September 13, 2011 / 5:06 PM / 6 years ago

EU lawmakers give backing to auditing shake-up

LONDON, Sept 13 (Reuters) - Audit firms should be banned from simultaneously providing book-checking and non-auditing services to a company, the European Parliament said on Tuesday.

European Union lawmakers approved a report that called for more competition and closer supervision of a sector dominated globally by the Big Four of KPMG , Ernst & Young , PwC and Deloitte .

Policymakers say it’s too easy for them to offer cheap auditing in return for more lucrative consultancy work as well.

“There should be a clear demarcation between the audit services and non-audit services ... internal and external audit services should not be provided simultaneously,” the report, approved in full parliament in Strasbourg, France, said.

Accounting officials urged lawmakers to move with caution.

“We do, however, acknowledge that the simultaneous provision of internal and external audit services presents a particular problem for auditor independence and there may need to be legal measures,” said John Davies, head of technical at the Association of Chartered Certified Accountants (ACCA), said.

The ACCA said it rejects any EU plans to introduce “rotation” or requiring firms to change auditors every so often to avoid them becoming too familiar with management.

The report, authored by Spanish centre-left lawmaker Antonio Masip Hidalgo, is non-binding but will shape an EU draft law now being finalised.

The bloc’s financial services chief Michel Barnier is due to present the legislation on auditing in November with parliament and EU states having the final say.

NEAR CERTAINTY

Most of the ideas aired so far by Barnier are included in parliament’s report, meaning they are now a near certainty in the draft law.

The sector was blamed by some policymakers for giving banks a clean bill of health just months before lenders collapsed or had to be shored up with taxpayer money in the crisis.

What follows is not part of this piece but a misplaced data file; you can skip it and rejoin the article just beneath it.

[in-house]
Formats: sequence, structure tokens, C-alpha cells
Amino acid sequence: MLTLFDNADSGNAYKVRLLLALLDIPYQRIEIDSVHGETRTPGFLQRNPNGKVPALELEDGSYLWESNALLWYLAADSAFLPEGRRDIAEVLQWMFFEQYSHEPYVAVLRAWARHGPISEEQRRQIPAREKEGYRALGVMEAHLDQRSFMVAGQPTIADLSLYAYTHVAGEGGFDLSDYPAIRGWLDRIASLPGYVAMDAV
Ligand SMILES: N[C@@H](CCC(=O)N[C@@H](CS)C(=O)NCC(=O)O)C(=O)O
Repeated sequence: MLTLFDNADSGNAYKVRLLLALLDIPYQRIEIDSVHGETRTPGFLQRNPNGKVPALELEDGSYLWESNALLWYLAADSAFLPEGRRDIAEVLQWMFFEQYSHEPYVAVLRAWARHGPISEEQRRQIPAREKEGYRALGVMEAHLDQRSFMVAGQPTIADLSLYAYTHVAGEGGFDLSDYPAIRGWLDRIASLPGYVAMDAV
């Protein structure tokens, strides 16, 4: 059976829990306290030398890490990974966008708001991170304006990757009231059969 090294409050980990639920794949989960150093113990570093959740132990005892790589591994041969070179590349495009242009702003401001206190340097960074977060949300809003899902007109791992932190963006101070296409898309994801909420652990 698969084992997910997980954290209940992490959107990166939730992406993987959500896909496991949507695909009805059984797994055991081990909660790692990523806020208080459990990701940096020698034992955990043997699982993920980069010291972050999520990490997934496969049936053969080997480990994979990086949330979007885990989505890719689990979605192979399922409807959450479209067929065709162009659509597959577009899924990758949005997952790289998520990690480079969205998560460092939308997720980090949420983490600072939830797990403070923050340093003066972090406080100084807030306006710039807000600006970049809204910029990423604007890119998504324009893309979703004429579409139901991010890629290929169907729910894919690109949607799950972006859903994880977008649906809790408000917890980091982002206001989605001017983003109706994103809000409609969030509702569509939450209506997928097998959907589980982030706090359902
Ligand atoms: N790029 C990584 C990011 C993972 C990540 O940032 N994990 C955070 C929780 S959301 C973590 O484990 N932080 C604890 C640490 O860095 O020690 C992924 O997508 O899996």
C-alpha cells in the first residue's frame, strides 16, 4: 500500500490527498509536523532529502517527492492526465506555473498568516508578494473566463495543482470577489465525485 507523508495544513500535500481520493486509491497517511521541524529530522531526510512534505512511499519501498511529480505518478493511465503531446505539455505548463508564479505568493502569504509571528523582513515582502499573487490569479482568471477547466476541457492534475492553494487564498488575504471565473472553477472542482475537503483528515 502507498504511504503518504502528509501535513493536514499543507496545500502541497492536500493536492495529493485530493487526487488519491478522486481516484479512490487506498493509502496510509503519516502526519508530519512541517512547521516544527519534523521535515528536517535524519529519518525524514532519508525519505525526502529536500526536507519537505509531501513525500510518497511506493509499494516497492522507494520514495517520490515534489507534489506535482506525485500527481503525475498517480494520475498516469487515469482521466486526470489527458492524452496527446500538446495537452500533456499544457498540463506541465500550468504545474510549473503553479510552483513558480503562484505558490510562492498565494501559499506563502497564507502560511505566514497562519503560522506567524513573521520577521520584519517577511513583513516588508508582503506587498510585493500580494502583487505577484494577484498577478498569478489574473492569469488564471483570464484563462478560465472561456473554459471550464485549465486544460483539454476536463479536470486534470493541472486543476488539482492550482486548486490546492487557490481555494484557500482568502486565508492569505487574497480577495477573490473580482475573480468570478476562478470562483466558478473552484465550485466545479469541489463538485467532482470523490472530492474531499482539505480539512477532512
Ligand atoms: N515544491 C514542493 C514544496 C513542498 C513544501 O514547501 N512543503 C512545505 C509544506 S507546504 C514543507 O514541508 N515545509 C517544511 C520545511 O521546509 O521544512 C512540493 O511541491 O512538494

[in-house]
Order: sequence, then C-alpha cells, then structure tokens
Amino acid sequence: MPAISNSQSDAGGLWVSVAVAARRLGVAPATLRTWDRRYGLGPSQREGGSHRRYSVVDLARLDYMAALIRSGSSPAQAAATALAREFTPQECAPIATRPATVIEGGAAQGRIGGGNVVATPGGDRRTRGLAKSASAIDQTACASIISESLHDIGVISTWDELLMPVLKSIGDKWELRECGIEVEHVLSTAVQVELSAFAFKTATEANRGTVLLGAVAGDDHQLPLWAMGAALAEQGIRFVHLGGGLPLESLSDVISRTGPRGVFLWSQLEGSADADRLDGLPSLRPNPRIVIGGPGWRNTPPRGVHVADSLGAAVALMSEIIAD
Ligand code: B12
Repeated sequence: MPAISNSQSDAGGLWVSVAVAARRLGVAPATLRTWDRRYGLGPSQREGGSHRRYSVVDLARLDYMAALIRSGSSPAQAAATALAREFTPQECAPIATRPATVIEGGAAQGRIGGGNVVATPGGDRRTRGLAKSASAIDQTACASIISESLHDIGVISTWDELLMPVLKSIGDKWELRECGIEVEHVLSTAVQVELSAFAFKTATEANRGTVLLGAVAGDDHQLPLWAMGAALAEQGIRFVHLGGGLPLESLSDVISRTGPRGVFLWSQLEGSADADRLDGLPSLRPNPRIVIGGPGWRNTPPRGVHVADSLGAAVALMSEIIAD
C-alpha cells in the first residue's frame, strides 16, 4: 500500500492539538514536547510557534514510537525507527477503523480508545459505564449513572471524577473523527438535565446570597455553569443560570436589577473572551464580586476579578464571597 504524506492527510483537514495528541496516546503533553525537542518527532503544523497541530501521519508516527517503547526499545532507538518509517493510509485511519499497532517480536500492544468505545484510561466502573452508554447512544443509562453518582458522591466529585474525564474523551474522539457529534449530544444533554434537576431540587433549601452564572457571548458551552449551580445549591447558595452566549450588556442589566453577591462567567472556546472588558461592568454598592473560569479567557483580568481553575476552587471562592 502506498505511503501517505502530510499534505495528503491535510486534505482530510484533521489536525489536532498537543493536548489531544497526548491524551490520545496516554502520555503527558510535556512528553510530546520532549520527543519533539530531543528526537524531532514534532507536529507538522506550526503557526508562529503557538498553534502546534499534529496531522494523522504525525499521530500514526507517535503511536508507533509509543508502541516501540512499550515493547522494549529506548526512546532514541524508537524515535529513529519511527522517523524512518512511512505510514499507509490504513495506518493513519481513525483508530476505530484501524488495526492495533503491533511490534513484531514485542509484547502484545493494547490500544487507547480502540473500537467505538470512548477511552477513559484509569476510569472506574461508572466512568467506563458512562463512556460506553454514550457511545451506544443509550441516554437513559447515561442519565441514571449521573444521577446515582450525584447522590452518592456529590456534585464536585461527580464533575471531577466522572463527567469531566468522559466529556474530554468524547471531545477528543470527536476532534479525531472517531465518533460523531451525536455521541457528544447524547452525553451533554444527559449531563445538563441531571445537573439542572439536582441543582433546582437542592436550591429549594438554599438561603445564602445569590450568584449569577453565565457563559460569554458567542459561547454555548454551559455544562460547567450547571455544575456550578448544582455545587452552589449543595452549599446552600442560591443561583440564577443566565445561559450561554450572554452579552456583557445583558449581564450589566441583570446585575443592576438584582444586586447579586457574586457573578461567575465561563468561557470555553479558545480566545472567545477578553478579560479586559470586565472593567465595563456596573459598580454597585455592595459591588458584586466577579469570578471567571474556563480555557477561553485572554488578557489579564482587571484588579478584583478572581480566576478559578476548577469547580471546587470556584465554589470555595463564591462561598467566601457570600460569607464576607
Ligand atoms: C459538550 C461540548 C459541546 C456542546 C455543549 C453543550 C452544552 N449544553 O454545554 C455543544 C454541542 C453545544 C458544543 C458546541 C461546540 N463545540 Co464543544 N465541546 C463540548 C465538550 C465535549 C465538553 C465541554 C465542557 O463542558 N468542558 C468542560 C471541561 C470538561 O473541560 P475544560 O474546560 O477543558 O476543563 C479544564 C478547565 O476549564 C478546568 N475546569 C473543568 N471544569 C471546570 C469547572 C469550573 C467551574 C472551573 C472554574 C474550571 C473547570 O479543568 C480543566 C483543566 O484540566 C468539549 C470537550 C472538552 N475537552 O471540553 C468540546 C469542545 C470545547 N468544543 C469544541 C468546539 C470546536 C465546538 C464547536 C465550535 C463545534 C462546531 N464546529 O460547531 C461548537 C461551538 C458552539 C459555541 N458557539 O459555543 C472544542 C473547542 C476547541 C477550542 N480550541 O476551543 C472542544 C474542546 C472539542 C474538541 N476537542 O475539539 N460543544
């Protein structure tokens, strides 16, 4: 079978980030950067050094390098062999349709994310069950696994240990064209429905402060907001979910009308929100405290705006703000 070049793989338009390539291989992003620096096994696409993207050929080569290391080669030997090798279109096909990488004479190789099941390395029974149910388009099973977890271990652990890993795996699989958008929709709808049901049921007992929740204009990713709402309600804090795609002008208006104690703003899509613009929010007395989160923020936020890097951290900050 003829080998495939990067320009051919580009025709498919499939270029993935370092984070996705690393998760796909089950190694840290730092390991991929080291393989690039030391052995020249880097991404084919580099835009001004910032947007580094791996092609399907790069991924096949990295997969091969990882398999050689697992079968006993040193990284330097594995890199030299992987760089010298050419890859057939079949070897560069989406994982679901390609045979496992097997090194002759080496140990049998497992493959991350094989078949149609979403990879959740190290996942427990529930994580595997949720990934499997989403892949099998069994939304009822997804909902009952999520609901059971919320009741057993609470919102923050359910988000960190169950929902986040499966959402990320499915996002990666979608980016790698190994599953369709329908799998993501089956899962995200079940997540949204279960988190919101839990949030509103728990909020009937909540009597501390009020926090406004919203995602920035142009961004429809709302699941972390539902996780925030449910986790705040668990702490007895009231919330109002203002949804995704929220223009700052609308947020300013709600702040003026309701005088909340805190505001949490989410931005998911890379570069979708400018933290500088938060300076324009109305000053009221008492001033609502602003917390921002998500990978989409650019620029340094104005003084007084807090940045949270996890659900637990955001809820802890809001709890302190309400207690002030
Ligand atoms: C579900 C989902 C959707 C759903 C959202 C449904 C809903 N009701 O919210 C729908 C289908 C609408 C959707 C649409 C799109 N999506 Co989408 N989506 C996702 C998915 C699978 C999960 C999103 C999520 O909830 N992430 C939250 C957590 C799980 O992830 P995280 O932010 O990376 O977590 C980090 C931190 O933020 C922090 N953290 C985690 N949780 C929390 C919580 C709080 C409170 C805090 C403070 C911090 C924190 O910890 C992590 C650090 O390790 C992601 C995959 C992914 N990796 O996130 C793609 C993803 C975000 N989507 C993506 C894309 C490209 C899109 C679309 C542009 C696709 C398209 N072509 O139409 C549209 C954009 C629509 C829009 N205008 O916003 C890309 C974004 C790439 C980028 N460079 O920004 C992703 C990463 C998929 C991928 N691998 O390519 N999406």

The report backed many of Barnier’s ideas, such as requiring audit firms to be more sceptical and to blow the whistle to regulators if a company is heading towards trouble.

Lawmakers want more competition amid worries that if one of the Big Four collapsed, it would severely disrupt markets.

They called for the four to set out contingency plans and “living wills” to “reduce the uncertainty and disruption” which could result if a firm collapses.

Covenants or agreements tied to business loans that stipulate the company must use an auditor from the “Big Four” should be banned, the lawmakers added.

Lawmakers, who want direct EU supervision and for Barnier to develop a European liability regime, backed making International Standards on Auditing (ISAs) mandatory to ease supervision, a step the ACCA backed.

“As a global accountancy body we believe that ISAs should be made legally binding throughout the EU as some member states may not otherwise adopt them, with attendant detriment to the single market,” ACCA’s Davies said.

The EU was instrumental in giving International Financial Reporting Standards critical mass to become global accounting rules and making ISAs mandatory could have a similar impact. (Editing by David Holmes)

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